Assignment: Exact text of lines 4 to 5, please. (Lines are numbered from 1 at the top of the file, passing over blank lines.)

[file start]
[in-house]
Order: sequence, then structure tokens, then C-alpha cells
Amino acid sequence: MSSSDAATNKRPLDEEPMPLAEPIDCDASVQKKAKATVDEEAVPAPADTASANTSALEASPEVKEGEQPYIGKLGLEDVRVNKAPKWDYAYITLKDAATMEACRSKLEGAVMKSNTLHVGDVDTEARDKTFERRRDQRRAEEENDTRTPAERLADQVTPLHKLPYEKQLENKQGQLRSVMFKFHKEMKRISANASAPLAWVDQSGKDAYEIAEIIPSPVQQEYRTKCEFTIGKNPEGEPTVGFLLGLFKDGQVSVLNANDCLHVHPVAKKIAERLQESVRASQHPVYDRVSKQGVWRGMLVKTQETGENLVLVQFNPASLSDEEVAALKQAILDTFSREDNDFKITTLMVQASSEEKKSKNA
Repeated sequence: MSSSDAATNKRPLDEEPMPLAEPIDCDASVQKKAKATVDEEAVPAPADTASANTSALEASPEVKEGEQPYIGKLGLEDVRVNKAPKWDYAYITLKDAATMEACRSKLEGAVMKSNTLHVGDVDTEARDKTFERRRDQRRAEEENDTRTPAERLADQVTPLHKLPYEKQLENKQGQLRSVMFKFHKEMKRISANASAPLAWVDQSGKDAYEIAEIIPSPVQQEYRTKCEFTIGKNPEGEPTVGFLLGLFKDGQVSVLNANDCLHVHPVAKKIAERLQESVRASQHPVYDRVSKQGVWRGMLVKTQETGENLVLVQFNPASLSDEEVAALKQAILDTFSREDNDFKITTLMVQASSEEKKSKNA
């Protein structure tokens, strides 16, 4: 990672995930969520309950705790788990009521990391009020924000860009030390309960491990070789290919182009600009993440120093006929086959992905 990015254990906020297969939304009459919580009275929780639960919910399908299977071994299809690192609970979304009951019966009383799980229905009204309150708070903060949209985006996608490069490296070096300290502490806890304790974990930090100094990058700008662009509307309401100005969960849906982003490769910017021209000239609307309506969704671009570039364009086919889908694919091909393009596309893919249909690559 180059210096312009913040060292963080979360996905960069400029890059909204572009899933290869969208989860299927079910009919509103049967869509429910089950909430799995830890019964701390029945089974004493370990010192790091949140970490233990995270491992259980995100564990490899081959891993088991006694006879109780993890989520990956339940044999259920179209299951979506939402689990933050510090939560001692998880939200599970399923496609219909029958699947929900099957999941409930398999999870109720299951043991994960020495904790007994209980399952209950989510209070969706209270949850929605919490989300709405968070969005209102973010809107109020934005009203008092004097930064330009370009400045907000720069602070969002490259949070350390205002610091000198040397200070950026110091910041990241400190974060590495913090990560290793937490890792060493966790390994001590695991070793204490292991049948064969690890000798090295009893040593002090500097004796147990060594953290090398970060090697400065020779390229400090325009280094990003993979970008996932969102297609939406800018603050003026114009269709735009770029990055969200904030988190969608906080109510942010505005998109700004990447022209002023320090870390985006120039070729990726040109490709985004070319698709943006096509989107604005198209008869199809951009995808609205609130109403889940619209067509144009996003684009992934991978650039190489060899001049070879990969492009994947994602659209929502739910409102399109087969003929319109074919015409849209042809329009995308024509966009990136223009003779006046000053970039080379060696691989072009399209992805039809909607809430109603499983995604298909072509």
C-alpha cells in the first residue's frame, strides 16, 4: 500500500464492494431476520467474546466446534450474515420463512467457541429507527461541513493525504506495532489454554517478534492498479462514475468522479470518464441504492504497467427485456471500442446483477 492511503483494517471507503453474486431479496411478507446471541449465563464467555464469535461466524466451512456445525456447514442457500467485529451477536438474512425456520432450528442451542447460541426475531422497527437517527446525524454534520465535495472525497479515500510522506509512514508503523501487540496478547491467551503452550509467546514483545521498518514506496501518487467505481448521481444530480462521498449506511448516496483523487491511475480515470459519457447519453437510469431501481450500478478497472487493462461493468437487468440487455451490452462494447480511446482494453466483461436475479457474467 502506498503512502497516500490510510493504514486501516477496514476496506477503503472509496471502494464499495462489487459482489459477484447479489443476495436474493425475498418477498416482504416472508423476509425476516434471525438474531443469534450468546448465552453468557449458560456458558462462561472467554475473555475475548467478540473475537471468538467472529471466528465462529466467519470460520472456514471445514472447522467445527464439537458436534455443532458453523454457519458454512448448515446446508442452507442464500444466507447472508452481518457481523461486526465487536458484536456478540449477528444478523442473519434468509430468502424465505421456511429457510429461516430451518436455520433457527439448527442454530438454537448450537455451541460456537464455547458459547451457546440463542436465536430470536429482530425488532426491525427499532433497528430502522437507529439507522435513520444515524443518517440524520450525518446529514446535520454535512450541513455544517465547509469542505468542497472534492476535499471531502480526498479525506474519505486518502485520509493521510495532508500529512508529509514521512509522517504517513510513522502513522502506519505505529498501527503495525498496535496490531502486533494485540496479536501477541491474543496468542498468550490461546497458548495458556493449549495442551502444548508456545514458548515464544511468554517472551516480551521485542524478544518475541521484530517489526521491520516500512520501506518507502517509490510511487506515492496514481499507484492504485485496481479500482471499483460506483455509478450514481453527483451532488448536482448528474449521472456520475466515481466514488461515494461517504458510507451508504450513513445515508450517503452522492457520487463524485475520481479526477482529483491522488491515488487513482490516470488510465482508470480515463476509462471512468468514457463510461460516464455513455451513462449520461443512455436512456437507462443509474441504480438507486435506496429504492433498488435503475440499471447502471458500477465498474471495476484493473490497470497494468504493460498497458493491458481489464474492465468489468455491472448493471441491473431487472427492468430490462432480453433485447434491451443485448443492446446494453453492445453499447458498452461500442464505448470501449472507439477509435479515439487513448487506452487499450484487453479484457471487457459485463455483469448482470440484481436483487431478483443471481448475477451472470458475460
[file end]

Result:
Repeated sequence: MSSSDAATNKRPLDEEPMPLAEPIDCDASVQKKAKATVDEEAVPAPADTASANTSALEASPEVKEGEQPYIGKLGLEDVRVNKAPKWDYAYITLKDAATMEACRSKLEGAVMKSNTLHVGDVDTEARDKTFERRRDQRRAEEENDTRTPAERLADQVTPLHKLPYEKQLENKQGQLRSVMFKFHKEMKRISANASAPLAWVDQSGKDAYEIAEIIPSPVQQEYRTKCEFTIGKNPEGEPTVGFLLGLFKDGQVSVLNANDCLHVHPVAKKIAERLQESVRASQHPVYDRVSKQGVWRGMLVKTQETGENLVLVQFNPASLSDEEVAALKQAILDTFSREDNDFKITTLMVQASSEEKKSKNA
């Protein structure tokens, strides 16, 4: 990672995930969520309950705790788990009521990391009020924000860009030390309960491990070789290919182009600009993440120093006929086959992905 990015254990906020297969939304009459919580009275929780639960919910399908299977071994299809690192609970979304009951019966009383799980229905009204309150708070903060949209985006996608490069490296070096300290502490806890304790974990930090100094990058700008662009509307309401100005969960849906982003490769910017021209000239609307309506969704671009570039364009086919889908694919091909393009596309893919249909690559 180059210096312009913040060292963080979360996905960069400029890059909204572009899933290869969208989860299927079910009919509103049967869509429910089950909430799995830890019964701390029945089974004493370990010192790091949140970490233990995270491992259980995100564990490899081959891993088991006694006879109780993890989520990956339940044999259920179209299951979506939402689990933050510090939560001692998880939200599970399923496609219909029958699947929900099957999941409930398999999870109720299951043991994960020495904790007994209980399952209950989510209070969706209270949850929605919490989300709405968070969005209102973010809107109020934005009203008092004097930064330009370009400045907000720069602070969002490259949070350390205002610091000198040397200070950026110091910041990241400190974060590495913090990560290793937490890792060493966790390994001590695991070793204490292991049948064969690890000798090295009893040593002090500097004796147990060594953290090398970060090697400065020779390229400090325009280094990003993979970008996932969102297609939406800018603050003026114009269709735009770029990055969200904030988190969608906080109510942010505005998109700004990447022209002023320090870390985006120039070729990726040109490709985004070319698709943006096509989107604005198209008869199809951009995808609205609130109403889940619209067509144009996003684009992934991978650039190489060899001049070879990969492009994947994602659209929502739910409102399109087969003929319109074919015409849209042809329009995308024509966009990136223009003779006046000053970039080379060696691989072009399209992805039809909607809430109603499983995604298909072509």